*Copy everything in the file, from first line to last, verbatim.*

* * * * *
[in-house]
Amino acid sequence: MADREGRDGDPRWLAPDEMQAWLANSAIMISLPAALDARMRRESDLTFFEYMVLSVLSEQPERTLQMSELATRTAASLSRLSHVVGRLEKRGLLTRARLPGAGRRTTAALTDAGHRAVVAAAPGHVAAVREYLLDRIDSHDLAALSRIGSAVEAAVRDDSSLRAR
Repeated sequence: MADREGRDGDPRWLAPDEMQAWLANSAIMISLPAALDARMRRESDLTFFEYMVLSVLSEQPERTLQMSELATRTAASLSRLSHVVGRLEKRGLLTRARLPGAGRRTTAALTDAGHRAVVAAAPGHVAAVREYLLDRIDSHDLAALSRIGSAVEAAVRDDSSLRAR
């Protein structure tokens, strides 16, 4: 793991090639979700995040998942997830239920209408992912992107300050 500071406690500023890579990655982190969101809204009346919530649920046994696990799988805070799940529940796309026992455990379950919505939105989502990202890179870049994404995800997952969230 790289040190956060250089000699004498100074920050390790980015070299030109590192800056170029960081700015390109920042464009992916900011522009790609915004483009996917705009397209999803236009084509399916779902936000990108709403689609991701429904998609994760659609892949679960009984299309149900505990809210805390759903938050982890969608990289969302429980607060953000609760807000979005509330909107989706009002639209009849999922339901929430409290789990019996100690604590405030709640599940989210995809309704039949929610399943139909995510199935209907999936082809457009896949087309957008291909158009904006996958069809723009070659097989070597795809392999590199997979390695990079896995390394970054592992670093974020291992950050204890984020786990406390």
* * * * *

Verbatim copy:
[in-house]
Amino acid sequence: MADREGRDGDPRWLAPDEMQAWLANSAIMISLPAALDARMRRESDLTFFEYMVLSVLSEQPERTLQMSELATRTAASLSRLSHVVGRLEKRGLLTRARLPGAGRRTTAALTDAGHRAVVAAAPGHVAAVREYLLDRIDSHDLAALSRIGSAVEAAVRDDSSLRAR
Repeated sequence: MADREGRDGDPRWLAPDEMQAWLANSAIMISLPAALDARMRRESDLTFFEYMVLSVLSEQPERTLQMSELATRTAASLSRLSHVVGRLEKRGLLTRARLPGAGRRTTAALTDAGHRAVVAAAPGHVAAVREYLLDRIDSHDLAALSRIGSAVEAAVRDDSSLRAR
């Protein structure tokens, strides 16, 4: 793991090639979700995040998942997830239920209408992912992107300050 500071406690500023890579990655982190969101809204009346919530649920046994696990799988805070799940529940796309026992455990379950919505939105989502990202890179870049994404995800997952969230 790289040190956060250089000699004498100074920050390790980015070299030109590192800056170029960081700015390109920042464009992916900011522009790609915004483009996917705009397209999803236009084509399916779902936000990108709403689609991701429904998609994760659609892949679960009984299309149900505990809210805390759903938050982890969608990289969302429980607060953000609760807000979005509330909107989706009002639209009849999922339901929430409290789990019996100690604590405030709640599940989210995809309704039949929610399943139909995510199935209907999936082809457009896949087309957008291909158009904006996958069809723009070659097989070597795809392999590199997979390695990079896995390394970054592992670093974020291992950050204890984020786990406390």